Two thousand years ago Jews in Palestine believed John the Baptist to be the messiah who would end the Roman occupation. It must have been an unbelievable shock when Herod had him arrested and killed.
Apparently the Roman government perceived a similar threat in Jesus because his execution on the cross was uniquely Roman. But this time it would end differently. Eventually this man who began life like everyone else, as a newborn baby, would become the inspiration for Western Civilization. In his own time however, he embodied a victory beyond the reach of the Romans.
Pope Francis’s Tweets about Advent have influenced my thoughts about Christmas this year. The religion of my youth didn’t have much to say about its observance but I’ve learned that Advent is ‘a period of spiritual preparation for the coming of the Lord’. My interpretation of this is that Christianity is not simply a straight line from the birth of Jesus to his return at the apocalyptic end of the world. Jesus returns every year.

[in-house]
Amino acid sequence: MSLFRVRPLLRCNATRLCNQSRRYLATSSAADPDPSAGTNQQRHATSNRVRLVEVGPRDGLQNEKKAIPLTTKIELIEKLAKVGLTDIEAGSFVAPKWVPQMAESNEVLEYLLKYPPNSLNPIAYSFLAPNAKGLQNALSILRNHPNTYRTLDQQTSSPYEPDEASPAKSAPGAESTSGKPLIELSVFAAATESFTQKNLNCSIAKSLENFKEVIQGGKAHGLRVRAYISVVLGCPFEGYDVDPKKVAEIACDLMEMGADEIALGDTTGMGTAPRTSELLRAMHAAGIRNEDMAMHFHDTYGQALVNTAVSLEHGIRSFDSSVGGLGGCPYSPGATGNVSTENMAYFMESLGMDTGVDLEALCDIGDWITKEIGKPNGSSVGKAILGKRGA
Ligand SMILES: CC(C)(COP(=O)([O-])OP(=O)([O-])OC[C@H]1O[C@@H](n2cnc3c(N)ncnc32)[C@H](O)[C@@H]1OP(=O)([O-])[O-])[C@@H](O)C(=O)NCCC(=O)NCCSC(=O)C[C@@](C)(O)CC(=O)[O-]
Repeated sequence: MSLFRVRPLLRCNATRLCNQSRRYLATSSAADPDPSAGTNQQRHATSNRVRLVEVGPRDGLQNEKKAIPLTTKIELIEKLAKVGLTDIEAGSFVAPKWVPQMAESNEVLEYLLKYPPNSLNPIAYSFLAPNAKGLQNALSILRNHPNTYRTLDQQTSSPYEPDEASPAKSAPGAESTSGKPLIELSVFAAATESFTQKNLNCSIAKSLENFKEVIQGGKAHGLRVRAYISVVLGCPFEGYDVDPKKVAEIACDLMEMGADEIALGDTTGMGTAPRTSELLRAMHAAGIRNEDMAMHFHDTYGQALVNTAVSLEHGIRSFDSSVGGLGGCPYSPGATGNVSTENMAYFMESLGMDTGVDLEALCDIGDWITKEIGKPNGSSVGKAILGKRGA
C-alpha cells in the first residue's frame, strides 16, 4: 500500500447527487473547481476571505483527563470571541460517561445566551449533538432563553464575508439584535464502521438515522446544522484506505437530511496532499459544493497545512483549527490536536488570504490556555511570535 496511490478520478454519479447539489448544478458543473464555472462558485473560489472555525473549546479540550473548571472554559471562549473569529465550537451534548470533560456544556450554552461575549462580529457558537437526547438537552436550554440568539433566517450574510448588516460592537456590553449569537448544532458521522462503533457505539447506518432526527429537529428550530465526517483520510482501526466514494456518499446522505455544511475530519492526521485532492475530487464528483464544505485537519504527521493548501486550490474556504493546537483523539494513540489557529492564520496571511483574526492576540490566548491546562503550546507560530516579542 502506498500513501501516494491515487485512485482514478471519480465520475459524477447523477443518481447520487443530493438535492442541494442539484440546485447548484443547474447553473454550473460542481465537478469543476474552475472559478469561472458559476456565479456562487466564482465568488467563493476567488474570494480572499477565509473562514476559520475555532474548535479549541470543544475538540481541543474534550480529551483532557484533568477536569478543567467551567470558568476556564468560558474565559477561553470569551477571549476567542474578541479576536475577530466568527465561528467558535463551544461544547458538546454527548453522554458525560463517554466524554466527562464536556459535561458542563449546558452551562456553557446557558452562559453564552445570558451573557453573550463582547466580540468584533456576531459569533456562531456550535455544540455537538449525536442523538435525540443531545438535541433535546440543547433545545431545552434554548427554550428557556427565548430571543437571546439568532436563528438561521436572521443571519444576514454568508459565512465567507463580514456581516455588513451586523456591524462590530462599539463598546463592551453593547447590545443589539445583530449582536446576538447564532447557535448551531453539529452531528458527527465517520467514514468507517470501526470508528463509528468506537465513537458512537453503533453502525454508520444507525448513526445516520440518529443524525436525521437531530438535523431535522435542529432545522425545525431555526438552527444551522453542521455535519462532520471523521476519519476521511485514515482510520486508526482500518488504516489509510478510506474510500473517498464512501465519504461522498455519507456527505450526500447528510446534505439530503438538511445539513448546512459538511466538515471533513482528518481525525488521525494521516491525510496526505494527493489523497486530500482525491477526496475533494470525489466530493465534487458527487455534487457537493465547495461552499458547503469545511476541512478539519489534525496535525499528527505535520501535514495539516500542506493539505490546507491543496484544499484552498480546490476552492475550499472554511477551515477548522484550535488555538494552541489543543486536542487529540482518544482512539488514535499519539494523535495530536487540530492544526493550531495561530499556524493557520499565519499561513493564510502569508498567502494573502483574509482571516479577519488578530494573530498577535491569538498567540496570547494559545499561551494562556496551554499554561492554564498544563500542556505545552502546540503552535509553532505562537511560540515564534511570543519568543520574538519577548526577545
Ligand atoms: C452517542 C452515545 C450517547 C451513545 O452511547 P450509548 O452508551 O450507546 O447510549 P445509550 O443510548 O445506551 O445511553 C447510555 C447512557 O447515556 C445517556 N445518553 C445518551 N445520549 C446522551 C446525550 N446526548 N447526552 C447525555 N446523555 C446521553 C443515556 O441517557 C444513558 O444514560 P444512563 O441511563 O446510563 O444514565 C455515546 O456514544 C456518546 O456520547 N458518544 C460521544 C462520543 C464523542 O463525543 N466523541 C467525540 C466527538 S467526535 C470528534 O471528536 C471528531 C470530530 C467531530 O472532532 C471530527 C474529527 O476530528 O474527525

Obviously the religion that Jesus inspired addresses a different set of problems than those addressed by John the Baptist. However Christianity has more in common with Judaism than it ever had with the Mysteries. The Mysteries were a serious rival in the time of Jesus and they continue to compete with the Christian religion today. They tell of a different sort of fisherman from the one known in the gospels. The fisherman of the Mysteries is cruel and merciless. Robert Eisler took great care to make this distinction in his book, Orpheus The Fisher, but that’s a discussion for another time. Today there is a newborn babe lying in a manger.
“Christ is born for us, let us rejoice in the day of our salvation.” (Pope Francis@pontifex)